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Clonmacnoise - Cathedral Church
 

County

Offaly

Coordinates

N 53° 19' 34.8"   W 007° 59' 10.38"

Nearest town

Shannonbridge

Grid Ref.

N 00918 30676

Map No.

47

Elevation a.s.l. (m)

52

Date of visit

Wednesday 20 June 2018

GPS Accuracy (m)

3
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The Cathedral seen from the west. The building on the far right of the photo is Temple Dowling.
The doorway is off-centre in the wall because in the 13th century the south wall was moved inwards by a couple of metres. The west wall has also been restored and remodeled, as the strange shape on the top reveals.


Clonmacnoise lies in a meander on the left bank of River Shannon, and it is one of the oldest early Christian settlements in Europe.

St. Ciarán along with Diarmait Uí Cerbaill founded it around 544 and he chose a central site in Ireland, at the crossroads of the main Irish river and the Esker Riada, the geological gravel and sand formation that stretches east-west across Ireland, so that the new monastery could be accessed from everywhere.
It soon became an important centre for studying religion and it attracted scholars and pupils from all over Europe, and grew into a large monastic city. It was also an important centre for craftmanship and trade.

In its best period it had up to 17 churches, but today only 7 of them survive in ruins. Along with these ruins, there are also three crosses and two round towers, one of which attached to a church.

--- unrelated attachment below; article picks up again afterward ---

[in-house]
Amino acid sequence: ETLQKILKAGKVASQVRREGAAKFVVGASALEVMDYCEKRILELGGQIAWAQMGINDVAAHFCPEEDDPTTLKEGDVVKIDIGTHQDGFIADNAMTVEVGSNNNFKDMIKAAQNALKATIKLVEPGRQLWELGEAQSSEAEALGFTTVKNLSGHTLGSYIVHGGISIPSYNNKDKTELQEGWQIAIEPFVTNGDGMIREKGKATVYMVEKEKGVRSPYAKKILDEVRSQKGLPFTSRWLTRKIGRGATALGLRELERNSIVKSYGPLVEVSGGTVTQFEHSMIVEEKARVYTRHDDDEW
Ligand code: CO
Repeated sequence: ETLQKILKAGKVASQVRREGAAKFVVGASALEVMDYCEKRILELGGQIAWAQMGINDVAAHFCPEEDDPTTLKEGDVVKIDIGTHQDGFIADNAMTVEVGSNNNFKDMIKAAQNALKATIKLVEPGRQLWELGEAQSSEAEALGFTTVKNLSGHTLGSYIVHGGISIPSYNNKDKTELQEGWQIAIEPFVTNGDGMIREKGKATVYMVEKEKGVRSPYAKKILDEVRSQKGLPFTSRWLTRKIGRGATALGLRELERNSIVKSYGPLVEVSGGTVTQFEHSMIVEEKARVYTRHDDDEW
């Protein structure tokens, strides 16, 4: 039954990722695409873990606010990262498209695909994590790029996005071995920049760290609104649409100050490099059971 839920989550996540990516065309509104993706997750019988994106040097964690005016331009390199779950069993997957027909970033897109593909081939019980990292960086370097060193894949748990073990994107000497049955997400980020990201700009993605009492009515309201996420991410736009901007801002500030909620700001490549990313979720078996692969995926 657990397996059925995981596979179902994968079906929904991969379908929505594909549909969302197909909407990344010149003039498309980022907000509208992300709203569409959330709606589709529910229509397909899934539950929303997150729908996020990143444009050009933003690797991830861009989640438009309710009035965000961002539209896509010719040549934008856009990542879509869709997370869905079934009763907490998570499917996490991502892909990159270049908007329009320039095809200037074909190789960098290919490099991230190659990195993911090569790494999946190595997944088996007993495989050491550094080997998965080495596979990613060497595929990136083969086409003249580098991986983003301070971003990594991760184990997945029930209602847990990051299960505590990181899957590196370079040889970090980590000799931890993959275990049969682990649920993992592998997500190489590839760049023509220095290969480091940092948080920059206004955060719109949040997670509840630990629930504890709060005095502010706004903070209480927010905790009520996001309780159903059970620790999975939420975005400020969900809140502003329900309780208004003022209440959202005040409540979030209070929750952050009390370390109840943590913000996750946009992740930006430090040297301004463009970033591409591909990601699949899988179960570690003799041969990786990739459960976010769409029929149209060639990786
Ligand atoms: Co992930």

The Cathedral is the main building at Clonmacnoise and, among the churches, is possibly the best one. It is also one of the oldest churches of the monastic settlement.

It's a huge building, with massive and important elements, like the two multi-order doorways, the antae on the west gable, and the wonderful columns and other architectural details within the church.
It was built in 909 by Flanna Sinna, King of Tara, and Abbot Colmán mac Ailella.
The oldest part of this church dates from 909.
The main four-orders doorway is in the west wall and has been recently restored. The Gothic arches and the capitals are visibly newer. This doorway looks like it was built off-centre in the wall, but this effect is due to the fact that towards the end of the 13th century the south wall had to be demolished and rebuilt two metres inwards because of structural issues.
The other doorway is in the north wall and was added in the 15th century. It's a three-order pointed arch doorway, with beautiful carvings on the outside of the outer order. The doorway is flanked by two tall and richly carved finials linked on the tops by a linear moulding. Within the frame formed by this moulding, the finials and the outer arch of the doorway, three effigies have been set into the wall. They represent three saints, St. Dominic, St. Patrick and St. Francis. This doorway is also known with the name of Whispering Arch, because a whispered confession made at one side of the arch can be heard by placing one's ear against the opposite jamb.

Within the church there are several burials and two cross slabs are set vertically against the north wall.
One of the most prominent burials is the one of Rory O'Connor, the last High King of Ireland.
At the east end of the church there are traces of columns which formed a rib vaulting above the altar area. The stumps of some piers pair with the remains of pillars inserted into the side and east walls.
Under a twin-light pointed arch window in the southeast corner there are two recesses, one is an ambry, the other one is a piscina.

A sacristy, with a locked gate on the day of our visit, is on the south side of the church. This wing of the church was built in the 13th century. Two centuries later it was elevated by one floor, that had a fireplace of which today we can see the chimney stack.

A plaque in the north wall inside the church reads that this church was restored in 1647.

The building is aligned to the east (85°).

We came to Clonmacnoise for the first time on July 4th, 1994, and again on May 18th, 2002.


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